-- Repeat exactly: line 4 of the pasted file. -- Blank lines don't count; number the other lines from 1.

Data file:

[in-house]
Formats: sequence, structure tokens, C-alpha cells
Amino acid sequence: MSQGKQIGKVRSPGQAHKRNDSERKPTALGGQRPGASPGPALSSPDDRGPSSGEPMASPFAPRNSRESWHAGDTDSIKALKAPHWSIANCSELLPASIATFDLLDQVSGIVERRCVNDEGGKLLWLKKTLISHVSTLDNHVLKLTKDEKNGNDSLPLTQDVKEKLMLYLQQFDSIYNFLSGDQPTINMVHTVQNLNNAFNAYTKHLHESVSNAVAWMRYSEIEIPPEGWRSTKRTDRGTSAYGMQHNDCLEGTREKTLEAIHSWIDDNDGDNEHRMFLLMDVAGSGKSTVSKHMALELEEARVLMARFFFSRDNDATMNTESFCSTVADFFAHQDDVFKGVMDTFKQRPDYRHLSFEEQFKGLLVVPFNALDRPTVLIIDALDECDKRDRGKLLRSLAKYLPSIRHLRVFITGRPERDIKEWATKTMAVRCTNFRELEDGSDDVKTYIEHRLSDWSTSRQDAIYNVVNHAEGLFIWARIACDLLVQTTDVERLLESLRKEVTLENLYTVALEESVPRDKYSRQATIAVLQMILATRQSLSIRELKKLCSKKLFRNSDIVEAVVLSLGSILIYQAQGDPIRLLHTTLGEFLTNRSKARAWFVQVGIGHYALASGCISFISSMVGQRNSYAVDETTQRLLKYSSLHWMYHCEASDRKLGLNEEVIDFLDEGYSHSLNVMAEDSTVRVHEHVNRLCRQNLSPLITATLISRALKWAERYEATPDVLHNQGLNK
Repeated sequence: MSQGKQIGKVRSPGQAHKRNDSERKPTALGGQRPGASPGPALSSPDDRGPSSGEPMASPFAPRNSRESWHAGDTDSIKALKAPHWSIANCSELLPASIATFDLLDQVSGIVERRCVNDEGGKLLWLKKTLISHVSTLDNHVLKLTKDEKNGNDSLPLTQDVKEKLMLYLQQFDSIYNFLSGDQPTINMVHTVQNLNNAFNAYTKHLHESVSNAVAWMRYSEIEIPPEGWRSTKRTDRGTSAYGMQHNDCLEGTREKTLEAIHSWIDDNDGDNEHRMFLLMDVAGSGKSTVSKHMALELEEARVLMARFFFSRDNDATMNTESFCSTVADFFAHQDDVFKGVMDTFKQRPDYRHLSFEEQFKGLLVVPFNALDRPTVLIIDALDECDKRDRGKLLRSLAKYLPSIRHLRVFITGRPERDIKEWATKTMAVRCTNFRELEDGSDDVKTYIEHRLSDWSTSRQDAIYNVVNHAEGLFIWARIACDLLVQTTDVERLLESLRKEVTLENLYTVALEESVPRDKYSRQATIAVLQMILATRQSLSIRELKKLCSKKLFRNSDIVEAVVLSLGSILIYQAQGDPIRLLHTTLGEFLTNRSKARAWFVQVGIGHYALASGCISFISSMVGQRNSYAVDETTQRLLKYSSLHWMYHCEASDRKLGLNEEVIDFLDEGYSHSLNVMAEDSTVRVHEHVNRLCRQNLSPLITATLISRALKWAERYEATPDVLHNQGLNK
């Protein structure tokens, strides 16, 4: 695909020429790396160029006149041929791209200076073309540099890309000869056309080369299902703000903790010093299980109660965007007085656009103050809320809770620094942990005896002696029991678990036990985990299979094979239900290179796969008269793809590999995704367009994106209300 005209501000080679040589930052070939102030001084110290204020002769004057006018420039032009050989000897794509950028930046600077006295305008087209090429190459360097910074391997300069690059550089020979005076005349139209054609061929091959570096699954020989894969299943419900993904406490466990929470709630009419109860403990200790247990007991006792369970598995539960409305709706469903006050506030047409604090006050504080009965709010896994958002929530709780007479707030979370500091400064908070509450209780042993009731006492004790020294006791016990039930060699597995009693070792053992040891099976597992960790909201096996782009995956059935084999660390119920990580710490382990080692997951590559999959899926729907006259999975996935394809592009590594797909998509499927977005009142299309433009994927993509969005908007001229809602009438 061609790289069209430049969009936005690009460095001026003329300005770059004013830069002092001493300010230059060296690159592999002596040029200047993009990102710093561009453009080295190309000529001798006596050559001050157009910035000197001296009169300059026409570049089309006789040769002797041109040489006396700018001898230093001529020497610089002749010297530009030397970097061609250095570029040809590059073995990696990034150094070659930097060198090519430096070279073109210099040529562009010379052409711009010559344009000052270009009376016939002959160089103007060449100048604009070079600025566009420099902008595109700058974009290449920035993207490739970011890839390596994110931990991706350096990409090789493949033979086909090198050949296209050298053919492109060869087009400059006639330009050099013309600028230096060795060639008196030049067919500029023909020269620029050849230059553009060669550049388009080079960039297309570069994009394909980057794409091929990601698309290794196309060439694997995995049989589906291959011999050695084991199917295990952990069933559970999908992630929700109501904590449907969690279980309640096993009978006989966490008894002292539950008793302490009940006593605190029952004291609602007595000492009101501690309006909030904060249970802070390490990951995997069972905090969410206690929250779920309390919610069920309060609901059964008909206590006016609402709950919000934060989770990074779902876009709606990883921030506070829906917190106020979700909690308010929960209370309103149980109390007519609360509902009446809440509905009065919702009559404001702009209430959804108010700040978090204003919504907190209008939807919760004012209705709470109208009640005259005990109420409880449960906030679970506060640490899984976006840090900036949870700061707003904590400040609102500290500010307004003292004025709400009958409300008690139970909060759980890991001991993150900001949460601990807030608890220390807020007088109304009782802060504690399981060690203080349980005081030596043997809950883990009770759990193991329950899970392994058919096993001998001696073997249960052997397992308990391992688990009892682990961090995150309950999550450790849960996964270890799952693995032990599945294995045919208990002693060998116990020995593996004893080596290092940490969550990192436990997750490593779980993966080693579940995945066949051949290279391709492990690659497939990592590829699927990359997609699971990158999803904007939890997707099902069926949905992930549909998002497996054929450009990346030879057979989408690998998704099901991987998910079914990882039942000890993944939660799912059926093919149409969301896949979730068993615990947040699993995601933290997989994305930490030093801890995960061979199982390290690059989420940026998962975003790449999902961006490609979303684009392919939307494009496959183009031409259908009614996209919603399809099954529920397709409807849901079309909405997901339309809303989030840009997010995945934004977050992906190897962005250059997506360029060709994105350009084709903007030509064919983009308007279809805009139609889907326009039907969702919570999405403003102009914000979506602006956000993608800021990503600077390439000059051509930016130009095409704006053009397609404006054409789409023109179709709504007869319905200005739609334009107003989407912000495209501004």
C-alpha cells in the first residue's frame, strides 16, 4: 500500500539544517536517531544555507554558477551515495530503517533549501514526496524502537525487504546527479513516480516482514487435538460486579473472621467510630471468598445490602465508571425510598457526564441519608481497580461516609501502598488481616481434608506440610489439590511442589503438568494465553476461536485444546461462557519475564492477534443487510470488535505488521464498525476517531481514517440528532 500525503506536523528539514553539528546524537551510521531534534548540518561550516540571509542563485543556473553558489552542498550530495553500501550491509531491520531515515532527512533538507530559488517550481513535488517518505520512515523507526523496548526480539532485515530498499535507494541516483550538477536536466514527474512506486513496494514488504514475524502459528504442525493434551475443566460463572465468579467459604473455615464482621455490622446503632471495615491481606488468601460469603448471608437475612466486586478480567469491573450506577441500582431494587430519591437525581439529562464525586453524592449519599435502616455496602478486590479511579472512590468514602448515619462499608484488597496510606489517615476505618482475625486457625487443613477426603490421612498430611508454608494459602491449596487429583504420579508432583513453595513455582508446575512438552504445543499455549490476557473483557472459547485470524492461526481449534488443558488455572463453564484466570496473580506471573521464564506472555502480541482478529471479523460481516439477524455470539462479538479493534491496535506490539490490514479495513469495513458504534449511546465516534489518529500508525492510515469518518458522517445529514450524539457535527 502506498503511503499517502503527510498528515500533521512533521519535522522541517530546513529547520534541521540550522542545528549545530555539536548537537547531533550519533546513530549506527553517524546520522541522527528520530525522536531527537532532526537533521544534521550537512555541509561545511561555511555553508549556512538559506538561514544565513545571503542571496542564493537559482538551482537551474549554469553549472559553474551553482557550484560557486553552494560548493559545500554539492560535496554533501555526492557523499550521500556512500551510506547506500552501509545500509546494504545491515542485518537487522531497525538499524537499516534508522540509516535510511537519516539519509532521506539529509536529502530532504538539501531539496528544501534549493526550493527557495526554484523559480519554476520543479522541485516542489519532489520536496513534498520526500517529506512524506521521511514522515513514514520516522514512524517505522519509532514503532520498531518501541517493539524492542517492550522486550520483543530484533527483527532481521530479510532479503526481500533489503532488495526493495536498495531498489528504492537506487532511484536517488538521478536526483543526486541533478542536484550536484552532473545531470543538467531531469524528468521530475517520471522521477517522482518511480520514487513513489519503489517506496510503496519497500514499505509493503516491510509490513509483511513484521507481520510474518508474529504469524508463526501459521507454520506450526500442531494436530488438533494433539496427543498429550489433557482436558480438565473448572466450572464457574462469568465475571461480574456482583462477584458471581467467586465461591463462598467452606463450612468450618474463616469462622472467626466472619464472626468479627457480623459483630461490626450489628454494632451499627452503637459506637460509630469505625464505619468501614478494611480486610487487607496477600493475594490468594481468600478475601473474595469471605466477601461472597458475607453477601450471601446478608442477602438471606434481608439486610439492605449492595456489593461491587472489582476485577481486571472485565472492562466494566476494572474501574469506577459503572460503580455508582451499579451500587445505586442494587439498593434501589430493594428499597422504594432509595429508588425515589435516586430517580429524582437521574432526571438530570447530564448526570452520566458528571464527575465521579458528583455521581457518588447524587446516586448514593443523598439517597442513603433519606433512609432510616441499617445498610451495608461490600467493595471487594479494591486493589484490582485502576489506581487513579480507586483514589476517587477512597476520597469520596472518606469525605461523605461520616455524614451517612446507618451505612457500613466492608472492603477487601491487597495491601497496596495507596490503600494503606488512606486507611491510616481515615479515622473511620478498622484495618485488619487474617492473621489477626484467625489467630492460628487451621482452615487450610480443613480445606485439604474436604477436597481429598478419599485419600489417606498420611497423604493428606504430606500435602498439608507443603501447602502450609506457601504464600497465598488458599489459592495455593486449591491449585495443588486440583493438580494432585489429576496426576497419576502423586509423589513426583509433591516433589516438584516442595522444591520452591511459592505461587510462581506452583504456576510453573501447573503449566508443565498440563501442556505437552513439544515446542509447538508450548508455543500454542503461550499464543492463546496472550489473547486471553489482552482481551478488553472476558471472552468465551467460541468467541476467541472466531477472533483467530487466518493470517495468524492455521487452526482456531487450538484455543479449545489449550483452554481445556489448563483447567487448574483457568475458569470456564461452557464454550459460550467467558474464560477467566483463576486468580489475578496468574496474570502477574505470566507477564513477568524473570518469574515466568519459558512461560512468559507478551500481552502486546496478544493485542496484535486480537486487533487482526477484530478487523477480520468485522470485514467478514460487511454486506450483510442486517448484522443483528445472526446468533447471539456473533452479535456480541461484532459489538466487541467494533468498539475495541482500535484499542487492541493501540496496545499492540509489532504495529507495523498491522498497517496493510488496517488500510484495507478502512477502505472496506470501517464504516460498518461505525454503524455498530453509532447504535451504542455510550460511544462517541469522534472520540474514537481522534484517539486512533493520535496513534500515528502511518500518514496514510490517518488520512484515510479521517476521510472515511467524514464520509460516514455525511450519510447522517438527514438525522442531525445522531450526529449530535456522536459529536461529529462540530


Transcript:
Repeated sequence: MSQGKQIGKVRSPGQAHKRNDSERKPTALGGQRPGASPGPALSSPDDRGPSSGEPMASPFAPRNSRESWHAGDTDSIKALKAPHWSIANCSELLPASIATFDLLDQVSGIVERRCVNDEGGKLLWLKKTLISHVSTLDNHVLKLTKDEKNGNDSLPLTQDVKEKLMLYLQQFDSIYNFLSGDQPTINMVHTVQNLNNAFNAYTKHLHESVSNAVAWMRYSEIEIPPEGWRSTKRTDRGTSAYGMQHNDCLEGTREKTLEAIHSWIDDNDGDNEHRMFLLMDVAGSGKSTVSKHMALELEEARVLMARFFFSRDNDATMNTESFCSTVADFFAHQDDVFKGVMDTFKQRPDYRHLSFEEQFKGLLVVPFNALDRPTVLIIDALDECDKRDRGKLLRSLAKYLPSIRHLRVFITGRPERDIKEWATKTMAVRCTNFRELEDGSDDVKTYIEHRLSDWSTSRQDAIYNVVNHAEGLFIWARIACDLLVQTTDVERLLESLRKEVTLENLYTVALEESVPRDKYSRQATIAVLQMILATRQSLSIRELKKLCSKKLFRNSDIVEAVVLSLGSILIYQAQGDPIRLLHTTLGEFLTNRSKARAWFVQVGIGHYALASGCISFISSMVGQRNSYAVDETTQRLLKYSSLHWMYHCEASDRKLGLNEEVIDFLDEGYSHSLNVMAEDSTVRVHEHVNRLCRQNLSPLITATLISRALKWAERYEATPDVLHNQGLNK